not enough fest 2015

First-time musicians rule at Not Enough

Participants will be female, queer, transgetimage.jpg

Stephanie Olsen, left, and Jenna Turner are two of the organizers of the Not Enough Festival this weekend at the McKernan Community League.

Edmonton’s music scene can seem like an insular and intimidating secret club to join. You need to know where to play, how to get a gig, attract paying (or beer-drinking) customers, and THEN you have to impress the distracted (beer-drinking) crowd with your unique vision and prowess. Needless to day, testing the waters as a new musician might feel even more daunting than your first day at high school.

Especially in a scene filled with guys. While there are more women on local stages than ever before — including Switches, Lad Mags, Sister Gray, Nature Of, Lyra Brown, Nuela Charles, BMBSHL, Tang Twinz, Faith Healer — there are still not enough. Enter Not Enough Fest, a movement to encourage more “women, queer, trans, and non-binary people” — those who don’t identify as male or female — to pick up instruments and be heard. After months of preparation, including mixers, workshops and a gear drive, 17 first-time acts will perform on Saturday at McKernan Hall. (Organizers don’t have precise numbers, but say there about 30 to 40 participants and “a lot” are queer, including a few men.)

“We’re trying to diversify the music scene and encourage new voices, create a more supportive atmosphere for new musicians,” says violinist Jenna Turner, who will play with Slains, an instrumental noise-rock outfit.

Turner took lessons as a child, but didn’t even think she could play in a band, until a friend asked her to join a short-lived group, The Quails, a few years ago. “It was just so supportive being with other women who were trying things for the first time as well,” she says. “But once I was in that band, I moved onto other projects, so it really opened a door for me.”

Turner wants to open doors for other newcomers as one of seven organizers of Not Enough Fest, inspired by similar events around North America and a how-to guide posted on indie music site,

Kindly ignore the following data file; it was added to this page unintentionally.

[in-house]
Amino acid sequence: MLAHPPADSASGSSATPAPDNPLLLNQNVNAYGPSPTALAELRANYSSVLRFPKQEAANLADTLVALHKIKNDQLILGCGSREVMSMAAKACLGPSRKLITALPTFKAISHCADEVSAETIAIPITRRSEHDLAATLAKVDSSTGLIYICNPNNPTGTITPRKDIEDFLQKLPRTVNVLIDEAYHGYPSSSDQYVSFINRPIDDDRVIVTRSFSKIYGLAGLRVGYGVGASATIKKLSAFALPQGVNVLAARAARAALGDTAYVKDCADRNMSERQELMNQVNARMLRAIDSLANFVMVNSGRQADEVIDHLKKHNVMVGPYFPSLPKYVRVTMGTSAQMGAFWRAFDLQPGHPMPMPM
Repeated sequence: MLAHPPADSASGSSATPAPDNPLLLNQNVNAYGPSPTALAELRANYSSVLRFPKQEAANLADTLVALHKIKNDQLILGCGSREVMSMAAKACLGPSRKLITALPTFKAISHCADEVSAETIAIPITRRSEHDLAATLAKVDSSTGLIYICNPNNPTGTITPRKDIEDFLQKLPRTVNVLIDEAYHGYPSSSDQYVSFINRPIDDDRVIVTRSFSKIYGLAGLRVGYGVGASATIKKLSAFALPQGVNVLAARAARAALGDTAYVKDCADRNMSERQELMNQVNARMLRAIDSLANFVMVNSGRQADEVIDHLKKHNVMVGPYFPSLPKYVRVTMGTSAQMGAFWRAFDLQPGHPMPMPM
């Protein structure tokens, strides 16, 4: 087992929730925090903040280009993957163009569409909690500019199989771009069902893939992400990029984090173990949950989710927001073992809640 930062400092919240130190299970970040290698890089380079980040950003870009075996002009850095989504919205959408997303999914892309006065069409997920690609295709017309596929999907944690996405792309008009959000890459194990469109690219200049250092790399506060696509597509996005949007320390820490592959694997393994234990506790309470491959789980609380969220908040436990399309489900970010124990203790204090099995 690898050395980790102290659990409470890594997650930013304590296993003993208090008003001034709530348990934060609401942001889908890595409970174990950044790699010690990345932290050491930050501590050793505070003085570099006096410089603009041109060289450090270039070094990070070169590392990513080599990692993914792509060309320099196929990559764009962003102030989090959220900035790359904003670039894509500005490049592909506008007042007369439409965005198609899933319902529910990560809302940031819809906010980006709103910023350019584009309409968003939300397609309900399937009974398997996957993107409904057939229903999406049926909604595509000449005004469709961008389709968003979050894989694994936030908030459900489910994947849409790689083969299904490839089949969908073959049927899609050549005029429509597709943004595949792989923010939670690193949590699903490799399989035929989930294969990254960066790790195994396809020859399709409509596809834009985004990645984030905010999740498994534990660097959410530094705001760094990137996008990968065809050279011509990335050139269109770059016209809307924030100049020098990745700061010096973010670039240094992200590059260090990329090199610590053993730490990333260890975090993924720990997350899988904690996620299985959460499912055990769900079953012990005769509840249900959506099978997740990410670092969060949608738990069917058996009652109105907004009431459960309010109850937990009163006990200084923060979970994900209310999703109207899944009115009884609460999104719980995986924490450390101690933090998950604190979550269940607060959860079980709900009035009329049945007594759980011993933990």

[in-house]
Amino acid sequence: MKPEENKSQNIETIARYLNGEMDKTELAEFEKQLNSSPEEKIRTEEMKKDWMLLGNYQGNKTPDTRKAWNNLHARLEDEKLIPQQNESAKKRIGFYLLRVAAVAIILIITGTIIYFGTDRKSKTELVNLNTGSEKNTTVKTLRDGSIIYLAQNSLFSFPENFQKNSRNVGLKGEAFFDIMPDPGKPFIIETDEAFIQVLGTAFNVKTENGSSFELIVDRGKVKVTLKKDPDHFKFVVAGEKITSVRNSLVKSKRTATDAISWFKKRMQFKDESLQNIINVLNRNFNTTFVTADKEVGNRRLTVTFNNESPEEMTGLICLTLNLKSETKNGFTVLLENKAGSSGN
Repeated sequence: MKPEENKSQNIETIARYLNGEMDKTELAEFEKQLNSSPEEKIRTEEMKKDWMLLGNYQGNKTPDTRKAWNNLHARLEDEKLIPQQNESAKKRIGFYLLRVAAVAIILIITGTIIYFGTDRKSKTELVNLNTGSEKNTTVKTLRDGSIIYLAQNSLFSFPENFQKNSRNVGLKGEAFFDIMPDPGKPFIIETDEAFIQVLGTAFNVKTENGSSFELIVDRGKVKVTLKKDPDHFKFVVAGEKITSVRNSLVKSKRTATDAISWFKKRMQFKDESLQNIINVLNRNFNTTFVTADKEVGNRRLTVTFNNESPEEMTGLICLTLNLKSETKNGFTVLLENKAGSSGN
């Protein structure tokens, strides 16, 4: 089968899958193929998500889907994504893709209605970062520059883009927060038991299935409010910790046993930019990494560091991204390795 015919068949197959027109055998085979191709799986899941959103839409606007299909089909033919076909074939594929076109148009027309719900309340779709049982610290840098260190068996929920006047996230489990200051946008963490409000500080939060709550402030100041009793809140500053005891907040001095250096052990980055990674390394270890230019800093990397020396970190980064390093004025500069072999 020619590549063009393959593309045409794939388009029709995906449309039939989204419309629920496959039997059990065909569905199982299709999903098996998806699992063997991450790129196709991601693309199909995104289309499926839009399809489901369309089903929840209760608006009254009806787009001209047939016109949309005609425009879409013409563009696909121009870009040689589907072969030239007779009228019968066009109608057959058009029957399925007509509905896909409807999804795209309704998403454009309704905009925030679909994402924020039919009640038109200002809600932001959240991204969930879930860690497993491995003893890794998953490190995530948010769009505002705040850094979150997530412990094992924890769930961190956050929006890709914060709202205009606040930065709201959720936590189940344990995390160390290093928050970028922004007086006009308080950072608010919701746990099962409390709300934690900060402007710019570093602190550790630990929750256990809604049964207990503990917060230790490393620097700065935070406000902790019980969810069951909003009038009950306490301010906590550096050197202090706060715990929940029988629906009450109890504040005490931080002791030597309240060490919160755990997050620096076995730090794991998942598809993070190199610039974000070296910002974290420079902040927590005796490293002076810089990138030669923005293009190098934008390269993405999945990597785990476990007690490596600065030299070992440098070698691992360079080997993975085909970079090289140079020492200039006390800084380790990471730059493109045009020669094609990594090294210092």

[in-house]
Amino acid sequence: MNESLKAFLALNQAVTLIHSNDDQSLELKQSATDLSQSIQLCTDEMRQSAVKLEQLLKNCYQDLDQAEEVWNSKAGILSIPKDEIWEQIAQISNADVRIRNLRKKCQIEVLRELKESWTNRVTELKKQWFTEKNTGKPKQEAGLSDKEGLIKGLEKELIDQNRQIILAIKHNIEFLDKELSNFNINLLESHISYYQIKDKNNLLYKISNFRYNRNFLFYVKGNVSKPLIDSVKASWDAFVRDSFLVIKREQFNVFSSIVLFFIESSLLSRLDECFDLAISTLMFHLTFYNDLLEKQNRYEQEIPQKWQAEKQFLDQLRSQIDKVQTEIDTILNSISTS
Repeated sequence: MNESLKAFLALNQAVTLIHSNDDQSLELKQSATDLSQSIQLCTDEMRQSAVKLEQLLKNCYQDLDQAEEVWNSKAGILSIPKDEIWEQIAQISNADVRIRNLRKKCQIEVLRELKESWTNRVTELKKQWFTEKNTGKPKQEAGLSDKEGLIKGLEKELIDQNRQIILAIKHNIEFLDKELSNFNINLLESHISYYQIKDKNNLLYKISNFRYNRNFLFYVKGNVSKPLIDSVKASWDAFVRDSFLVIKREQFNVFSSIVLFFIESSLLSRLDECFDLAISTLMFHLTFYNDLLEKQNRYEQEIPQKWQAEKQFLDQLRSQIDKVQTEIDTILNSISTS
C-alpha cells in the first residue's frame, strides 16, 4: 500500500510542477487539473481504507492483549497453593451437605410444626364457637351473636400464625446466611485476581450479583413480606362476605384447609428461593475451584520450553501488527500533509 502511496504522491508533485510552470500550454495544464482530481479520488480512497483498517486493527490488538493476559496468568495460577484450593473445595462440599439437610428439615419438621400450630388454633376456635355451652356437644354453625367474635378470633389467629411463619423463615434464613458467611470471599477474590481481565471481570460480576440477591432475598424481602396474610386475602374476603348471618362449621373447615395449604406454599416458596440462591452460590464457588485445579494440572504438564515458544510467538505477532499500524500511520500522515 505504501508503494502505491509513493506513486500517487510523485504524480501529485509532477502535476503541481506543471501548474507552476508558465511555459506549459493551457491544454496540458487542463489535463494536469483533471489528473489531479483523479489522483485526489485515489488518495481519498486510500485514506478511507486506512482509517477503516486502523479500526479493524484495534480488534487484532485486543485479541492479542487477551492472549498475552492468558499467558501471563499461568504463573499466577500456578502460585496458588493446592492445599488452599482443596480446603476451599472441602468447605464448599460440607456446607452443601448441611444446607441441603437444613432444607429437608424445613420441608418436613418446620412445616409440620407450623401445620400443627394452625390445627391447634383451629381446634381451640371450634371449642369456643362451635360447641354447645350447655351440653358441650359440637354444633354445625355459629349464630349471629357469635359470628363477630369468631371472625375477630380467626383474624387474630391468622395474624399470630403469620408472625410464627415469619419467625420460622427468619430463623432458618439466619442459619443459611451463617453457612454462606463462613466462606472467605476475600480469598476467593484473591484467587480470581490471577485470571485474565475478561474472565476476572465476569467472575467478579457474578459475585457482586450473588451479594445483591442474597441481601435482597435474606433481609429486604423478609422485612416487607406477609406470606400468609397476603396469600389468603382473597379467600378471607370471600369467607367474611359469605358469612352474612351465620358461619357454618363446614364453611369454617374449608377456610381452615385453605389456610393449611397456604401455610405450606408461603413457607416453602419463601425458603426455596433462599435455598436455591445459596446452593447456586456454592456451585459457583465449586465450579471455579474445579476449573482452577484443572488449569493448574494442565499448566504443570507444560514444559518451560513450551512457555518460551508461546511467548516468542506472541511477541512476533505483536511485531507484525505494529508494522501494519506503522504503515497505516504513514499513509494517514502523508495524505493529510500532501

The Edmonton festival got its start last year, with a series of mixers to raise awareness, plot out schedules, and let aspiring musicians meet potential bandmates. Then came a gear drive/bake sale — where people donated 40 different instruments, pedals, speakers, cables to some of the festival’s musicians — followed by months of rehearsals at Black Box Studios and various workshops.

Stephanie Olsen, another organizer, learned how to play drums and joined three bands for Saturday’s show — Feed Dogs, a pop-punk project; Teeth, a doom-punk act; and Fell, a more grunge-flavoured band.

“I had tried playing some other instruments before, like guitar and keyboard, but I just didn’t find them that fun, so I wanted to try something different,” she says.

“It was very immediate that I realized that drums are the most fun instrument. I found it much easier to pick up and it was really exciting to improve …. This is something I want to continue for the rest of my life.

“I feel more people would have the same experience but drums aren’t super-accessible — especially to women, queer and trans people. It tends to be a very male instrument.”

Think about it — how many female drummers can you name off the top of your head? There’s the now-reclusive Meg White, or Prince’s former percussionist, Sheila E. (Cram this one in your cranium for future reference: Jenni Roberts. She drums for Edmonton’s Tee-Tahs and Jom Comyn, when she’s not playing bass on tour with TOPS.)

Thanks to Not Enough Fest, Jacqueline Ohm made the switch from acoustic to electric guitar, and learned how to use a loop pedal, which allows her to create haunting layers of melodies, rhythms and vocals, like a one-woman band. The artist, model and mother of one says the festival came at the right time in her life — she had just gone through “the worst breakup” and was craving an artistic outlet and empowerment.

“Not Enough Fest made me start picking up my music again because I had let it die during my last relationship,” she says. “It wasn’t well supported and then, through this festival, I was given a community of support. That was exactly the energy I needed.”

Making music accessible also applies to audience members, ensuring all ages, abilities and income brackets can attend gigs.

With the help of a crowdsourcing campaign through Indiegogo, Not Enough Fest was able to rent McKernan Community League, a wheelchair-accessible venue near an LRT station. Saturday’s show will be open to all ages, with admission by donation and “safe(r) space” guidelines in place.

“We encourage people to contribute to a respectful environment,” explains Olsen. “Be mindful of the way you’re impacting the people around you, in terms of offensive language.”

Even with all their bestlaid plans, Not Enough Fest organizers might face one major accessibility issue — not enough space. McKernan Community League can only hold 145 people in its main hall, but more than 650 people say they’re attending Saturday’s show, according to the event page on Facebook.

This potential conundrum has led to some spirited discussion on social media — should certain audience members take priority over others? — but it also underlines the need for more Not Enough Fest events.

“We’ve had so much support and interest in the community, I think it’s safe to say Not Enough Fest will continue on in some form,” says Olsen.

“Not Enough Fest made me start picking up my music again because I had let it die during my last relationship.”